For those of you who have actually finished an amateur-built plane, you get the old saying that the last 20 percent of any big job takes half the time. When it comes to homebuilding, that last 20 percent of the job is typically associated with installing the engine, applying paint and, yes, installing avionics.
That last one, avionics, might sound easy until you’ve tried it yourself. In fact, installing radios can be a bear. Even after you’ve fabricated the radio racks, the job is a lot more than merely sliding in the new radios, flipping the avionics master and firing up XM radio for a little celebratory music. There are a number of challenges associated with avionics installs, but arguably none is as complicated or, if you, heaven forbid, wire something incorrectly, as hard to troubleshoot as wiring your new avionics system. Indeed, it’s one of those jobs that you learn as you go, so the first time you do it is when you make the mistakes you’re supposed to learn from. Only problem is, with this kind of job, that second chance comes at a cost, in both time and dollars.
There are a couple of ways to save time and money and head off complications. If you’ve got that friend who knows aircraft wiring inside and out (okay, mostly inside), you can ask or beg for help, and, if they say yes and they’re good, you’re in luck. For those of us less fortunate, we can always go to our local avionics shop, though that can get more expensive than we might have the budget for, and it eliminates much of the savings you hoped to realize by buying your own radios in the first place, instead of from the dealer/installer.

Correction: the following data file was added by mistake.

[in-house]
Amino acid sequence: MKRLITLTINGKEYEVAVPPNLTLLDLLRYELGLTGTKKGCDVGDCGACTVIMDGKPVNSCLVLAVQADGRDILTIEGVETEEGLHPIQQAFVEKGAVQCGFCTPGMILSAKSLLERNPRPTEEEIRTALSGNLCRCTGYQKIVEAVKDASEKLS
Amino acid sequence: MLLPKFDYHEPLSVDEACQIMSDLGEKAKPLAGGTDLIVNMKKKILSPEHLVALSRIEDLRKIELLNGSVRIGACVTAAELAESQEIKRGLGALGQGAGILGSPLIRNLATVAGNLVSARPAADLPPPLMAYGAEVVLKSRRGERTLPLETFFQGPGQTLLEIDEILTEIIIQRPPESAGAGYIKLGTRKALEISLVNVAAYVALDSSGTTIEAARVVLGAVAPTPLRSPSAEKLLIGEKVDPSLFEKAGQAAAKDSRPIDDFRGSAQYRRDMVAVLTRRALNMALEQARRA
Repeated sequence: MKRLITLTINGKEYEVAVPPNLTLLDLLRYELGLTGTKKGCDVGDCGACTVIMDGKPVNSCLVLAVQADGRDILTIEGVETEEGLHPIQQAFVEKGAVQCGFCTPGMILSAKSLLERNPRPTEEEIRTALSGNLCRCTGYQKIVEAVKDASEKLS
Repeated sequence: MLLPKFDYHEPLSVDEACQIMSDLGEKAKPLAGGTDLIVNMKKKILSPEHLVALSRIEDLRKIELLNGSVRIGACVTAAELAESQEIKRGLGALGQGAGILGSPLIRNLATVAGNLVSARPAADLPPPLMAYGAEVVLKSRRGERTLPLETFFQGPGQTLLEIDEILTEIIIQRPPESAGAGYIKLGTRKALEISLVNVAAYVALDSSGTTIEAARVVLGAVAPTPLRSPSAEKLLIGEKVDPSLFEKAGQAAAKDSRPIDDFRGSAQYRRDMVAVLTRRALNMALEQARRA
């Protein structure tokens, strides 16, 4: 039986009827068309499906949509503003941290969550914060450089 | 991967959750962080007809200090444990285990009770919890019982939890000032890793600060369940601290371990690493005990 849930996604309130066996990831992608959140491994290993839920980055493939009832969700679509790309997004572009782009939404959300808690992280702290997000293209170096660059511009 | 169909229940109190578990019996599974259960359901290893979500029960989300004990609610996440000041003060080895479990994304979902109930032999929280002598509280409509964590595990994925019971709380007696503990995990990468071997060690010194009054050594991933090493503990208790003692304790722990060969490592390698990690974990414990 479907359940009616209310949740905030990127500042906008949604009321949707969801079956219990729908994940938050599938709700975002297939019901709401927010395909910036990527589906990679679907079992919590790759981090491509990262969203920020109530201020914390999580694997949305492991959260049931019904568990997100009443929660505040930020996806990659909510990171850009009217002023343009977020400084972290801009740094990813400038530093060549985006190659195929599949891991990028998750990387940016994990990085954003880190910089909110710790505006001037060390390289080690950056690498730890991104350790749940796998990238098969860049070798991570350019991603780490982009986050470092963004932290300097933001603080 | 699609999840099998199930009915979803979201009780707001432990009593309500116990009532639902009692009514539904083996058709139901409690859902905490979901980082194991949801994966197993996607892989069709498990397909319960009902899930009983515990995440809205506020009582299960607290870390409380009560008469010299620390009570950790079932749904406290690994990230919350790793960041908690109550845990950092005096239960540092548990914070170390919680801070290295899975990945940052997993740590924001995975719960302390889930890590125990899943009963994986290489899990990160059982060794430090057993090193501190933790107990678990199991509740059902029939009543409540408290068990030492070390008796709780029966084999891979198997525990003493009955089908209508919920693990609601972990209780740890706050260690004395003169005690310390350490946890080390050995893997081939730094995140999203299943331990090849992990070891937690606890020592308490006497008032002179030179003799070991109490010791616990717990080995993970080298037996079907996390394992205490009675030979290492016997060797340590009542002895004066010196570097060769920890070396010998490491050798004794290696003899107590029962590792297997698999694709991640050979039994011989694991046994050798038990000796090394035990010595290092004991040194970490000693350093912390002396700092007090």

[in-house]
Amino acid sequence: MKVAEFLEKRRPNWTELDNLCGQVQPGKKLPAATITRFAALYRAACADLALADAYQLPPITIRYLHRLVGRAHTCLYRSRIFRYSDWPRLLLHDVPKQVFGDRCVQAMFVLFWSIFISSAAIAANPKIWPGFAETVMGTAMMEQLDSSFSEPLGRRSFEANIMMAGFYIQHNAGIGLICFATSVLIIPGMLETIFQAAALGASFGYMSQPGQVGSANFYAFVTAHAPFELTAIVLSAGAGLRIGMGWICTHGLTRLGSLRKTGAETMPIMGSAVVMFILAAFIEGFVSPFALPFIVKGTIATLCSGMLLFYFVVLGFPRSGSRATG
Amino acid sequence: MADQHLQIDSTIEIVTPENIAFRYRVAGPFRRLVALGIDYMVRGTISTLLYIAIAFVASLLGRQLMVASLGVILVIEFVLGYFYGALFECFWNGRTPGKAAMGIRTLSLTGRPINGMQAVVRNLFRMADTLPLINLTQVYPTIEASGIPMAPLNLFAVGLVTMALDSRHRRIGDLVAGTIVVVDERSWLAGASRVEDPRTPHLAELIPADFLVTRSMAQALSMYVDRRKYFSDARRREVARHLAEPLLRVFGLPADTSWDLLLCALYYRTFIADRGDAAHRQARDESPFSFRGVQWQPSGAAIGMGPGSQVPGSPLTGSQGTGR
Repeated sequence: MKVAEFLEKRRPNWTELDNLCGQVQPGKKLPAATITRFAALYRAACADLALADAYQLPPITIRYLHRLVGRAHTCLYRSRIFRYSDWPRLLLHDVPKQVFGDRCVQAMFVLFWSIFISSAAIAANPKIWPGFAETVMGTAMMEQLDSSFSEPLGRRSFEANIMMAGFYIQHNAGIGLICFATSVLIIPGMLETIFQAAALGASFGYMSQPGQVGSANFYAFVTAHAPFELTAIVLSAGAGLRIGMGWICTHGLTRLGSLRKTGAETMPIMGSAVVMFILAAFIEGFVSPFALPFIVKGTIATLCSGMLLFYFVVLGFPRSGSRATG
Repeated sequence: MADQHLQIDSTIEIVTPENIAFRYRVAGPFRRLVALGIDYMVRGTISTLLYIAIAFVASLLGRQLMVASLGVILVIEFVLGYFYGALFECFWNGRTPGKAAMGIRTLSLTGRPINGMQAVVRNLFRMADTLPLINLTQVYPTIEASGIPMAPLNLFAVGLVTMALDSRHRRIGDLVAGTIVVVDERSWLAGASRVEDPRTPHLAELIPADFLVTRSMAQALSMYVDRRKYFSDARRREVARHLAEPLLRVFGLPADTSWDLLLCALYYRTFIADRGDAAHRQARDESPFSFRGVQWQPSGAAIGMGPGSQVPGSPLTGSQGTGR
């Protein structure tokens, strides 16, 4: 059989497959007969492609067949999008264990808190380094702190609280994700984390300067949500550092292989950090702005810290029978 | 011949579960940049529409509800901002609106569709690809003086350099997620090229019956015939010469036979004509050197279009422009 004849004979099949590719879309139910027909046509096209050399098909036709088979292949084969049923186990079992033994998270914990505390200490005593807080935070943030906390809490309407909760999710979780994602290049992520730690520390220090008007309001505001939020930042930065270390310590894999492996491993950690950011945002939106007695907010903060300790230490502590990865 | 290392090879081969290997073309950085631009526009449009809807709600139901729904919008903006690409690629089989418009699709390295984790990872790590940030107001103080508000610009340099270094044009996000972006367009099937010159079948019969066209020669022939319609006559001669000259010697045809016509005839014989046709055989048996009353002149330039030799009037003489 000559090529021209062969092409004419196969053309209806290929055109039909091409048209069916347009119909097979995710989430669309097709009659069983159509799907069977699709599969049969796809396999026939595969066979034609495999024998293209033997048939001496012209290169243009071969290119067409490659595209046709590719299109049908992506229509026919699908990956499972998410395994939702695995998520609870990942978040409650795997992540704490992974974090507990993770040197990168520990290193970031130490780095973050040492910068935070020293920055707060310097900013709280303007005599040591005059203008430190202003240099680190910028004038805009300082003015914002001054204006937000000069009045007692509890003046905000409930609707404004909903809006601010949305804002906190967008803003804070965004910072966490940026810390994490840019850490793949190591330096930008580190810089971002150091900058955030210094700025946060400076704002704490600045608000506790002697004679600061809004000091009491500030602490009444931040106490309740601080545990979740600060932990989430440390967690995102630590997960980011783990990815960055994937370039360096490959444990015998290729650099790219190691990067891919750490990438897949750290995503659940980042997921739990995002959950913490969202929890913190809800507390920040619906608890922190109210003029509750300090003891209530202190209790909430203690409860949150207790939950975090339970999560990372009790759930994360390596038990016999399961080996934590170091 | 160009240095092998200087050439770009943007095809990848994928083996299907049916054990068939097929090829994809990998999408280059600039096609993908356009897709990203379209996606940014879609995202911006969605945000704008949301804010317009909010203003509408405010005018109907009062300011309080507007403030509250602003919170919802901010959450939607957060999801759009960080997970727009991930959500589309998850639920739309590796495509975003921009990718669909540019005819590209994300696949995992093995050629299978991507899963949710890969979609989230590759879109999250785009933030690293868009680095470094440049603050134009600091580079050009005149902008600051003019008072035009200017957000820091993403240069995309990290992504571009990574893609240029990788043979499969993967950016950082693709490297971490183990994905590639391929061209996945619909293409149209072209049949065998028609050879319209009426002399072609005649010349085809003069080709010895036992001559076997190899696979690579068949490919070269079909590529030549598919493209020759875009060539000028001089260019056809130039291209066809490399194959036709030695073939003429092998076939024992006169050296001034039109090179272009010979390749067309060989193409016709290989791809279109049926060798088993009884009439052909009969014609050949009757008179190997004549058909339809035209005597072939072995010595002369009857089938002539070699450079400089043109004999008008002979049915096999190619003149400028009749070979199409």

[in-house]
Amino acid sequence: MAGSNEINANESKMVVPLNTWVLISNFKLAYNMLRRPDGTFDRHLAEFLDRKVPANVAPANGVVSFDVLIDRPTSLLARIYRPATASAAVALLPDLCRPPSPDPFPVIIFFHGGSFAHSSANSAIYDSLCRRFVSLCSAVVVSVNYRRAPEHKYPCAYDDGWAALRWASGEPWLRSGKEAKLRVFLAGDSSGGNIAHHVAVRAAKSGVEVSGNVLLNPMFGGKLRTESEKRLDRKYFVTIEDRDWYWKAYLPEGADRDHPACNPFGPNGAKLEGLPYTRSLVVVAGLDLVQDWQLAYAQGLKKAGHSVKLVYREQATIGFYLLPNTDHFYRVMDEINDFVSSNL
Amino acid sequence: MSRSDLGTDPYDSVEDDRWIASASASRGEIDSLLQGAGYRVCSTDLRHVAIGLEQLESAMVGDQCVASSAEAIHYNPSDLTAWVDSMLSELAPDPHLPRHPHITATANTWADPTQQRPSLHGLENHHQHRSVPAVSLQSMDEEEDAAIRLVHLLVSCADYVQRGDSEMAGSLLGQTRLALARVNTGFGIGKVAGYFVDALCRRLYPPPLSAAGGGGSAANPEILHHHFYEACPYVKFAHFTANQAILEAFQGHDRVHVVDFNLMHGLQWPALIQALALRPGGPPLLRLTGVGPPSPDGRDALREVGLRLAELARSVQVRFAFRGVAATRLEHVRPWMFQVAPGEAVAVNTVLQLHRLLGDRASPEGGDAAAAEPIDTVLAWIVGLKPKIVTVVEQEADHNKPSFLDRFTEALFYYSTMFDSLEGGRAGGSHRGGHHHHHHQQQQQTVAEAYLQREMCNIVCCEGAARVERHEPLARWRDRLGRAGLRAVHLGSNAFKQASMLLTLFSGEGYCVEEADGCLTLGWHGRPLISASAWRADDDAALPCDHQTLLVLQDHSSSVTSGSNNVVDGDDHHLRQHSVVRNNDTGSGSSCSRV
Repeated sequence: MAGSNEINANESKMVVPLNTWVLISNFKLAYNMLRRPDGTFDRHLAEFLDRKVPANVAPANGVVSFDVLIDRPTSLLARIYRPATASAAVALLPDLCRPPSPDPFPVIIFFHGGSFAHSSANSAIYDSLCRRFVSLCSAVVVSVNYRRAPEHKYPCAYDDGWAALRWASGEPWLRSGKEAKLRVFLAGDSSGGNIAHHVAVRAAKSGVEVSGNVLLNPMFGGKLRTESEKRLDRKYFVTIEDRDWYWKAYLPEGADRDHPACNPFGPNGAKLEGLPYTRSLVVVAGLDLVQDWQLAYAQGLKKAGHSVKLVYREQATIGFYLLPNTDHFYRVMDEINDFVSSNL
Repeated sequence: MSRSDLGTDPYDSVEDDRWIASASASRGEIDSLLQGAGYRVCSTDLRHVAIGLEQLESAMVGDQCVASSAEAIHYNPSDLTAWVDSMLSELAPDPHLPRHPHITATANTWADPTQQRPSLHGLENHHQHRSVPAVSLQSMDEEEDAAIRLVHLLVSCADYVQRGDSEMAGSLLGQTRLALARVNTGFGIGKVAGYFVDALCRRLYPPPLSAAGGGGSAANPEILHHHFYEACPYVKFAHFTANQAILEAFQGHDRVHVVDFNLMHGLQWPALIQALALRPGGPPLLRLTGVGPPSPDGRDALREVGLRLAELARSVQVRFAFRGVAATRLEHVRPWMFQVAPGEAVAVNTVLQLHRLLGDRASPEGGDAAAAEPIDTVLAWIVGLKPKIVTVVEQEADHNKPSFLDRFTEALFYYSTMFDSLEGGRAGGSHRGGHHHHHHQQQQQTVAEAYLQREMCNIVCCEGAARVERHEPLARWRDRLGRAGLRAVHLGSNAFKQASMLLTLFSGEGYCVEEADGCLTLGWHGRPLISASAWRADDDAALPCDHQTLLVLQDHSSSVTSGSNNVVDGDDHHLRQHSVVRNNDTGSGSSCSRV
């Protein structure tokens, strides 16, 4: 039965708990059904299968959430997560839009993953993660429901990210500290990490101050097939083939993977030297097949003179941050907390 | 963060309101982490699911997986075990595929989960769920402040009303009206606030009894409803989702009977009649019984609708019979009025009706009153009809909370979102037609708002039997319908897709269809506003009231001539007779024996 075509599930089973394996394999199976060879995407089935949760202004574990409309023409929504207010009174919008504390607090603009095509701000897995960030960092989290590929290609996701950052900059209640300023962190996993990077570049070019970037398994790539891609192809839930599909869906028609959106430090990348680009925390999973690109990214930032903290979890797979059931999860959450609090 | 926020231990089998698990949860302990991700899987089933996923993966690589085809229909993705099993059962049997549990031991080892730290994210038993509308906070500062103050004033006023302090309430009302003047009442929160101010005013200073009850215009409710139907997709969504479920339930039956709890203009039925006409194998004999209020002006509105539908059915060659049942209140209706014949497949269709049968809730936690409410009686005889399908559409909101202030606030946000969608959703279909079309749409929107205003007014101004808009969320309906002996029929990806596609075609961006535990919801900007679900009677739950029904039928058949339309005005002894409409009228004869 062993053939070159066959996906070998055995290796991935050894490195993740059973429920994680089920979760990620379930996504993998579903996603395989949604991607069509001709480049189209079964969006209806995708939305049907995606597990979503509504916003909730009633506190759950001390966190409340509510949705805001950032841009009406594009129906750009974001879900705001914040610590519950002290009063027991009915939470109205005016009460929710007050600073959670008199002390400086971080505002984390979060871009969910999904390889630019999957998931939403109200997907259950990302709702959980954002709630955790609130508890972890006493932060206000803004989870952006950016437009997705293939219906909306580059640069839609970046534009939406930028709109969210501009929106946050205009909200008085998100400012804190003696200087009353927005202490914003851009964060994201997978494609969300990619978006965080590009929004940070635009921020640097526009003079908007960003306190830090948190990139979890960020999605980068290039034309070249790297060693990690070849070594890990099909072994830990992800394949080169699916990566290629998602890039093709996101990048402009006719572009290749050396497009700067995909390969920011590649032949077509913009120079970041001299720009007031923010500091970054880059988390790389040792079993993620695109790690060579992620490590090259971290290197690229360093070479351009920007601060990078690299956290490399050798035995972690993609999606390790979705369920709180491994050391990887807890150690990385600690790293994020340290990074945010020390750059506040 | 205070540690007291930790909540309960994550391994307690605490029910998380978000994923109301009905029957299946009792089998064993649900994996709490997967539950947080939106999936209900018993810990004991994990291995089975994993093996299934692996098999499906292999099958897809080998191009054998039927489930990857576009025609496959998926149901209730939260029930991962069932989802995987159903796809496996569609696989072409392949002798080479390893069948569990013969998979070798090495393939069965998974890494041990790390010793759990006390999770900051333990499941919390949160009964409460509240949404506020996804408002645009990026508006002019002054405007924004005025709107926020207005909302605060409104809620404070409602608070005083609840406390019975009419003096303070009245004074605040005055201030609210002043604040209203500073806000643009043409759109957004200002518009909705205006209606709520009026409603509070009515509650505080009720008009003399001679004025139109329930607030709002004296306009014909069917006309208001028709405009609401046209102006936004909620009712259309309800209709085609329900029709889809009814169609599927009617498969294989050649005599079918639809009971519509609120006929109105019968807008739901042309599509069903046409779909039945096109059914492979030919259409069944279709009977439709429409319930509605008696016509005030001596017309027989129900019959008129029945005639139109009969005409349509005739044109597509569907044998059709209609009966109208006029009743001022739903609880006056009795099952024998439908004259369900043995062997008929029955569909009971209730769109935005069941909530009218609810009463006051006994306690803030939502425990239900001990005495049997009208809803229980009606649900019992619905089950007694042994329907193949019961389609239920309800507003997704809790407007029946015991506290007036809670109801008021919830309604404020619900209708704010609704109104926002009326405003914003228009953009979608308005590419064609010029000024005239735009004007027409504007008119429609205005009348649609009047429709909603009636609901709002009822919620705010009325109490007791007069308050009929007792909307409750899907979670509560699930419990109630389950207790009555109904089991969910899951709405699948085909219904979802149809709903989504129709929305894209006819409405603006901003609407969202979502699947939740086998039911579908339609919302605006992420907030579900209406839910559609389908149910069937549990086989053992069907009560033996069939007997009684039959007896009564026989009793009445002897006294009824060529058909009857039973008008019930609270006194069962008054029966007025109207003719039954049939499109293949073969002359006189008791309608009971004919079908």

One option that we discovered recently might help homebuilders with all of these concerns. Aircraft Spruce & Specialty last year launched a custom wire harness shop that will build harnesses for homebuilders based specifically on the airplane they’re building, the radios they have selected to go in their panel and any other considerations, such as remote mounting or standby installations.
Aircraft Spruce technicians do the work at the company’s shop in Corona, California, and the quality of the work—we had a chance to witness firsthand a harness being put together—was top-notch. You get high-quality wiring and connectors, just the right length, so there are no bad surprises of the too-short variety, and you avoid the extra weight and hassle that homebuilders often create for themselves when they play it safe and make their runs longer than really necessary—as a “little” longer than necessary often turns into “way” longer than necessary.
Learn more at Aircraft Spruce & Specialty Avionics Wire Harness Shop.